When The Big Boss opened it took in HK$1 million in its first three days, beating the record of The Sound of Music.
Bruce had used his knowledge of Hollywood production and his kung fu technique to make his already impressive skills look amazing on screen.
It was the perfect fusion of East and West and the Washington Post said that he had a ‘Cagney-esque cockiness and early Steve McQueen nonchalance’.
The follow up, Fist of Fury, did even better and established Bruce as box office gold in Hong Kong.
When Warner Bros put Enter the Dragon into production, it was everything Bruce had dreamed for: his own project, with an American film company, with him in complete control.
A lesser man would have taken his foot off the gas, but not Bruce, even if it left him exhausted and gaunt.
He had a near miss in May 1973 after collapsing and going into spasms following an editing session in a sweltering dubbing room with no air conditioning.
A doctor diagnosed him with cerebral edema, or swelling of the brain, and Bruce admitted that he had eaten some Nepalese hash shortly before the episode.
Bruce’s death two months later became a national scandal in Hong Kong when it emerged he had been at Betty’s house at the time of his death, a fact that his managers tried to cover up.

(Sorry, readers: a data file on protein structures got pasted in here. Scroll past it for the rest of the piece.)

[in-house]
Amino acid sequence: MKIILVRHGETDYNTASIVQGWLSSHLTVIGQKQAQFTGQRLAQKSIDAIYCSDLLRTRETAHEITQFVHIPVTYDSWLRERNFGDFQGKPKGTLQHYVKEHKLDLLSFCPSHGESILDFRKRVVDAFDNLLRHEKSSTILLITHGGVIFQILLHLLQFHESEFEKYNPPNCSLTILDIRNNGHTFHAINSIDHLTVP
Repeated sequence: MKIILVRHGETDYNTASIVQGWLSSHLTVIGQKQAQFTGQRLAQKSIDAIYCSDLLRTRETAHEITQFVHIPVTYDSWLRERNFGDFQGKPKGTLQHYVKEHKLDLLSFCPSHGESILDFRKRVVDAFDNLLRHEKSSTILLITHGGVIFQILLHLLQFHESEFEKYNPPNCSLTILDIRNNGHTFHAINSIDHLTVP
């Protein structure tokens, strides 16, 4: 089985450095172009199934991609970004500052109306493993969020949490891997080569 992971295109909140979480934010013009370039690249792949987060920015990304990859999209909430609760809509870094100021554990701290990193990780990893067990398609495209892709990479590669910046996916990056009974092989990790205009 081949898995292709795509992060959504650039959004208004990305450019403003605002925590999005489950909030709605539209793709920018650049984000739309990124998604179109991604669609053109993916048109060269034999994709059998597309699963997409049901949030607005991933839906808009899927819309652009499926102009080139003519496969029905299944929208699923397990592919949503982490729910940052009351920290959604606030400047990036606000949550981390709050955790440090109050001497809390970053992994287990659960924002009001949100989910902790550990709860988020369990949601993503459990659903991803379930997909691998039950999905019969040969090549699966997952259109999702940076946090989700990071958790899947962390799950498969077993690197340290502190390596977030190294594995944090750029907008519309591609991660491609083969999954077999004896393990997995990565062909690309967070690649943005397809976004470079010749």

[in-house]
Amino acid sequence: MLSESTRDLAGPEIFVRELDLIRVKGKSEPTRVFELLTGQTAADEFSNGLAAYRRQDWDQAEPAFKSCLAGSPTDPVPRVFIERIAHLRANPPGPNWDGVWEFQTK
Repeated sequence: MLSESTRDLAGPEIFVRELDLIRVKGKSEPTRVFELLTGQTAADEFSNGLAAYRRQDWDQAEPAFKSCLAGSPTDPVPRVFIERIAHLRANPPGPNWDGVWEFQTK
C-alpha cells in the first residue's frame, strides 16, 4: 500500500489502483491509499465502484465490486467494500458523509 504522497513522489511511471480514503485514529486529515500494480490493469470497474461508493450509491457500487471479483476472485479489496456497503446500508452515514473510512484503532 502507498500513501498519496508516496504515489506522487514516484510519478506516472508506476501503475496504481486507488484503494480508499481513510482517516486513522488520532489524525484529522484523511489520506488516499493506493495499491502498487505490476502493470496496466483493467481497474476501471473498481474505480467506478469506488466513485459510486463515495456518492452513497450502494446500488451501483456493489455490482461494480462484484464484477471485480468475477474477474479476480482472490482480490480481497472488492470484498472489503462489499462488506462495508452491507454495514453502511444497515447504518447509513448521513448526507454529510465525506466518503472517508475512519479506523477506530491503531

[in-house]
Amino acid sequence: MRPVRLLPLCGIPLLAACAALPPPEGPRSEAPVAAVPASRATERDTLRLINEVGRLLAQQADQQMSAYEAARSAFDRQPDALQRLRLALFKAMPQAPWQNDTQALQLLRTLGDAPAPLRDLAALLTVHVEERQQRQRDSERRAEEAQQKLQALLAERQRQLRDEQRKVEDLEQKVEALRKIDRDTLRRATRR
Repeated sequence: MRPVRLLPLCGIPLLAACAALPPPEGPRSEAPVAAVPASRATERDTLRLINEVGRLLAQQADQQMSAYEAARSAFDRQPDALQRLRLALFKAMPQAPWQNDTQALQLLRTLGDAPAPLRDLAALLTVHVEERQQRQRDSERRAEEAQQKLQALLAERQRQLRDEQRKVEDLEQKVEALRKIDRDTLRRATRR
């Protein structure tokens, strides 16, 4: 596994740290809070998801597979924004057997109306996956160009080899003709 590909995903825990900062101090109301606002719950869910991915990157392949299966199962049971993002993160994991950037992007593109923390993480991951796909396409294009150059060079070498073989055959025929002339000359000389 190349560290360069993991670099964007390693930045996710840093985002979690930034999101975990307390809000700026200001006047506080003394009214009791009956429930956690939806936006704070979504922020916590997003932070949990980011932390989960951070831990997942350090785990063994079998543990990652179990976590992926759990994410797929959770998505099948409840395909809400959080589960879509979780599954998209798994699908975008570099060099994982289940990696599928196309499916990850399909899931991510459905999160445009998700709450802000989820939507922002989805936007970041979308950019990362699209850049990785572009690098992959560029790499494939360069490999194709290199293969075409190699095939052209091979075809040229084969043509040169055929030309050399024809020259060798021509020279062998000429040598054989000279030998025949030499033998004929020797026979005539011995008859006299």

Once the press discovered the truth they turned the case into a frenzy, even speculating that he died with an erection – reporters bribed their way into the morgue to try and get pictorial evidence.
Other rumors claimed that Bruce’s body had been switched when Linda flew his remains to Seattle where she buried him in a quiet ceremony, a contrast to the public outpouring of thousands in Hong Kong.
The book concludes that Bruce probably died from heat stroke, or hyperthermia, because he had a previous such episode and it was 90 degrees with 84 per cent humidity on the day he died.
Bruce had been in Betty’s apartment acting out scenes from Game of Death meaning that he had worked up a sweat, and he was already exhausted and had lost 20 pounds, leaving him looking gaunt with dark rings under his eyes.
The book argues that Bruce was misdiagnosed during his previous collapse because doctors were not aware of heat stroke in the way they are now.
Enter the Dragon, which cost $850,000 to make, raked in $90 million and would go on to make $350 million over the next 45 years. Only after death did Bruce achieve what he had spent his whole life fighting for.